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Cambodia, January 20, 2000

Walk, If You Can, Through The Majesty of Angkor

I wasn't, but you might be humbled by the beauty of Angkor Wat

Now, imagine walking though this when it was new!
Welcome to the Baphuon!
I'll buy that for a dollar!
Leper King was a lucky guy!
Weeds don't take a vacation from runing your garden
To much Miracle-Grow!
You think that's a natural color?  Ha!
Angkor Wat on a blue day
I said we're gonna convert to Buddhism, and I mean it!
I said we're Buddhists!
The only good sunset angle I could find
Just imagine it new!

After busting my ass on the road to Siem Reap, I was ready to see some heart-stopping wonders at the temple complex referred to as Angkor Wat. It was impressive all right, and easily "constitutes one of humanities most magnificent architectural achievements," as the Lonely Planet guide says.

Ancient Athens, Classical Rome, modern New York City and even Hong Kong are easily more impressive than Angkor in general architecture, and the cathedrals of Pairs, Chartres, Venice, and Istanbul in specifically religious architecture. But once you factor in the location and the effot level for the people at that time, it easily makes the cut.

It is an impressive sight, and worth the bruised ass, I am still nursing, but I see Angkor in a different context than most. When I was little, my parents dragged me, kicking and screaming sometimes, to the vast majority of the Maya, Inca, and Aztec ruins of Central and South America. To see those massive temple complexes, rising like stone islands in an endless sea of tropical jungle, at such a tender young age, colors my judgment to this day.

Yes, the Angkor complex (Angkor Wat is just one temple in the capital city of the ancient Khmer Empire) does have its breath-taking moments. The Bayon temple, with its many eerie Buddha's, and the Terrace of the Leper King, adorned with countless female carvings were striking.

Actually, these two temples show the long and colorful history of Angkor. The Terrace, built before Bayon, shows the Hindu nature of the original kings. Later, after Buddhism replaced Hinduism in Southeast Asia, the Bayon was built and the Terrace was refaced in a more Buddhist style.

Ta Prohm, left as the French found it, was a ray of hope for modern man. Whenever I see trees retaking man's works, whether its massive trunks rising from ancient ruins or little weeds forming in cracks of modern sidewalks, I smile with reassurance that Nature, in her infinite patience and daily persistence, will easily outlast and fully erase mankind as she did the dinosaurs before us.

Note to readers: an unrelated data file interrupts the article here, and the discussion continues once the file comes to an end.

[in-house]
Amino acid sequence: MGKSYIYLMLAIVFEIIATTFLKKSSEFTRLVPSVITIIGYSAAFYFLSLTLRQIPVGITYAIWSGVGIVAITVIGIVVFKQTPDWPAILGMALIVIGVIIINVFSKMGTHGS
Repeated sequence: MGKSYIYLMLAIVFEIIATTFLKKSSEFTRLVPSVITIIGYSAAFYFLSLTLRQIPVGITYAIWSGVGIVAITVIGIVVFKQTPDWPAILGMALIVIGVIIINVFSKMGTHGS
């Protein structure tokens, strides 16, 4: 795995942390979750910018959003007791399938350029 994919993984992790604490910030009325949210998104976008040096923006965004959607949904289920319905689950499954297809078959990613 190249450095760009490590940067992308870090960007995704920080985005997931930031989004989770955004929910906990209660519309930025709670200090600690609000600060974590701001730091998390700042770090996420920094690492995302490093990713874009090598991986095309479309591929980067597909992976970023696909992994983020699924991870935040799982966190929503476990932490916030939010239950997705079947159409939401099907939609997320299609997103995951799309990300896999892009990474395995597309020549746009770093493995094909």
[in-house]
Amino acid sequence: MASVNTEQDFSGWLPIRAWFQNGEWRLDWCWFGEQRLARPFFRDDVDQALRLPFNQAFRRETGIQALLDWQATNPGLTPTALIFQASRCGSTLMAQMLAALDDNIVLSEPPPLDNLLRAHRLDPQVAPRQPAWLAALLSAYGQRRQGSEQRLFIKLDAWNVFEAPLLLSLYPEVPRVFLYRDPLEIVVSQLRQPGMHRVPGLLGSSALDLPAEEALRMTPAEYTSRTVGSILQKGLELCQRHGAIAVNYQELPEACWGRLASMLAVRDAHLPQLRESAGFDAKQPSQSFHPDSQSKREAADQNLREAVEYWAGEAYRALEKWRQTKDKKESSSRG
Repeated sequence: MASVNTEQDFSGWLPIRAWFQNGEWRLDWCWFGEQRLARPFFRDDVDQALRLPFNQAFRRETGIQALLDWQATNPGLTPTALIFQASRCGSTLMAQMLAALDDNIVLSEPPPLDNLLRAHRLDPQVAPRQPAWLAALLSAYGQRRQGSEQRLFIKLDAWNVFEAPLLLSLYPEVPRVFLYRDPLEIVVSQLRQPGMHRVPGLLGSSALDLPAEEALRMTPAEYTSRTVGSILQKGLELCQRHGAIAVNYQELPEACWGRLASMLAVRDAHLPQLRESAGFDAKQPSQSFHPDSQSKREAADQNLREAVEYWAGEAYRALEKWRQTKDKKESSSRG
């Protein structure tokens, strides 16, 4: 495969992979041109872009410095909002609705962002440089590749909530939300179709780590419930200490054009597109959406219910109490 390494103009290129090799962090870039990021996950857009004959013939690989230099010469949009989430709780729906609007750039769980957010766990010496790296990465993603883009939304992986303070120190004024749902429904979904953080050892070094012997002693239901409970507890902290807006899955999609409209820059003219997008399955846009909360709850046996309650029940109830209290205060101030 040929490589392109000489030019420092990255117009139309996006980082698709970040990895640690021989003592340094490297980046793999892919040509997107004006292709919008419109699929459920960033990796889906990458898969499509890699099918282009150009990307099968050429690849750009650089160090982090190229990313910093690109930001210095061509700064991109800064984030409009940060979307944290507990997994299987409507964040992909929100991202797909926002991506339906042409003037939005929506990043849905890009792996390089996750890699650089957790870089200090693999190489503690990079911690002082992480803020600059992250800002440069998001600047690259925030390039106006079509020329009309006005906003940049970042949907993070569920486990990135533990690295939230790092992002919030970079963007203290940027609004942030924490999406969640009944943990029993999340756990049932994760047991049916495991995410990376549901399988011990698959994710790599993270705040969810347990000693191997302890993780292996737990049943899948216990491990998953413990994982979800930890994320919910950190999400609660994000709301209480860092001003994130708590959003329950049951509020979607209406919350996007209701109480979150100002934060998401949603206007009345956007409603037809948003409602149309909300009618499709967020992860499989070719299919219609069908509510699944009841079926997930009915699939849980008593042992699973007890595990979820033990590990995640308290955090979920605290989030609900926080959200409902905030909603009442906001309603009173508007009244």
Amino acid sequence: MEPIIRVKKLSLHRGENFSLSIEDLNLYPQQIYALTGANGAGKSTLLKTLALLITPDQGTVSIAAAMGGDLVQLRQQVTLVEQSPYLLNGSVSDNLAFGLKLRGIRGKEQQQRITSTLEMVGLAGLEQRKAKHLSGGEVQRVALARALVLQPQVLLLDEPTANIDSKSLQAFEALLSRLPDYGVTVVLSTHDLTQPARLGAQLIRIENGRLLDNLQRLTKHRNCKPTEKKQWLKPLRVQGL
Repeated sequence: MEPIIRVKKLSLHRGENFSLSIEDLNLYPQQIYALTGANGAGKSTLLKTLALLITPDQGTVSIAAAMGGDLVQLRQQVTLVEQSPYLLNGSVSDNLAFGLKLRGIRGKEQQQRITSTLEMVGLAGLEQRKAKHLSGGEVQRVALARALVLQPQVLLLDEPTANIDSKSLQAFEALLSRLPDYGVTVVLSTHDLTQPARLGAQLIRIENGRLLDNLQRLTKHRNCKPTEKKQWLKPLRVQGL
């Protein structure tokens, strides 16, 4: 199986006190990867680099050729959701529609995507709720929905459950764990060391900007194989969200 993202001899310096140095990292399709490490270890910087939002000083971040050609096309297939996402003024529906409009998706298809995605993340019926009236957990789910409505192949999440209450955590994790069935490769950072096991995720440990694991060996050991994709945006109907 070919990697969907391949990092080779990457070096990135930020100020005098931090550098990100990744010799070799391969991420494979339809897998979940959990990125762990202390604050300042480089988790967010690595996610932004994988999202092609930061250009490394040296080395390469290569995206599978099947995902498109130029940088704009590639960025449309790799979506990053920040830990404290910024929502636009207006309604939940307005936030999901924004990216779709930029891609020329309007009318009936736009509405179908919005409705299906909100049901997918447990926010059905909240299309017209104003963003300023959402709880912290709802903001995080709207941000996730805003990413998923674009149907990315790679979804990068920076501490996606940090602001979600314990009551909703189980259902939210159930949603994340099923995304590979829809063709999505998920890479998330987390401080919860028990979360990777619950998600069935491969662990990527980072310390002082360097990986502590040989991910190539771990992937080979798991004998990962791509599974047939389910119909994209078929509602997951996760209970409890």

Interestingly, I saw a photo of Angkor Wat circa 1880, and the temple looked much as it does today, with what I would believe, are the exact same palm trees growing in front. Today, you can see the ancient Hindu carvings next to slightly newer Buddhist images, complete with modern Buddha's being worshiped by the faithful, to remind you that Wat means temple and this one is still in use.

To get to the temple, built to honor the Hindu god Vishnu around 1100 AD, you fist have to cross a moat that shocked me in its size. I could only vaguely comprehend the manpower the ancient Khmer King utilized to build the six-km in circumference and 150-meter+ wide moat before power tools and heavy machinery. I guess I shouldn't be too shocked at the moat alone, because all the stone for the temples, in its many types, was moved here from high hills all over two day's walk away.

The little Banteay Srei temple, at the end of an unbelievably dusty road that is a day's walk in length itself, is notable as the mixed Hindu/Buddhist style carvings depicting inter-Khmer battles, seems to span the time of transition between Hinduism and Buddhism.

Check out my slide show presentation on it all.

While on that unbelievably dusty road, I stopped at two temples that distinctly reminded me of South America. From the top of one, you could just make out the top of the next temple, poking up trough the forest surrounding it. And just as in South America, just across the road was a bank of little huts, filled with Cambodian kids dying to sell me cold water, camera film, T-shirts, scarves, or anything else they could make money on.

Actually, with the exception of the kids, Angkor was remarkably free of commercialism. No temples sponsored by Kodak, no rest stops by Coca-Cola, and never a McDonalds in sight. Quite a relief from the usual tourist scene at the other wonders man's created.

Outside of Angkor Wat itself, the whole area was remarkably low in the tourist factor. I guess that road to the border, while painfully rough, does serve a purpose and keep the delicate from spoiling the scene with their massive air-conditioned buses and loud handholding tour guides. So come now, while its still relatively unspoiled, and grandma doesn't see it first.

Those Hindus know how to carve to salute Vishnu
Now is that Hindu or Buddhist imagery, or both?
The King of Beauty
Beauty fit for a king

Cambodia, January 19, 2000

Cambodian Roads Are a Pain in My Ass

My ass still smarts from the 'road' to Siem Reap, Cambodia Light load, only a dozen people I can still taste the dust The cheap way to travel The slow truck to Siem Reap Remember that Nissan Pathfinder commercial that played in the States a while back, "The Road to...

Cambodia, January 14, 2000

Cambodian Kids May Be Poor, But They Are Happy

I rode with a Cambodian baby who peed on my pack! Happy to piss on my pack too Cambodia is poor, and I mean dirt poor. On the road between the Thai border and Siem Reap, I watched little kids play in muddy pools, trying to catch that night's supper...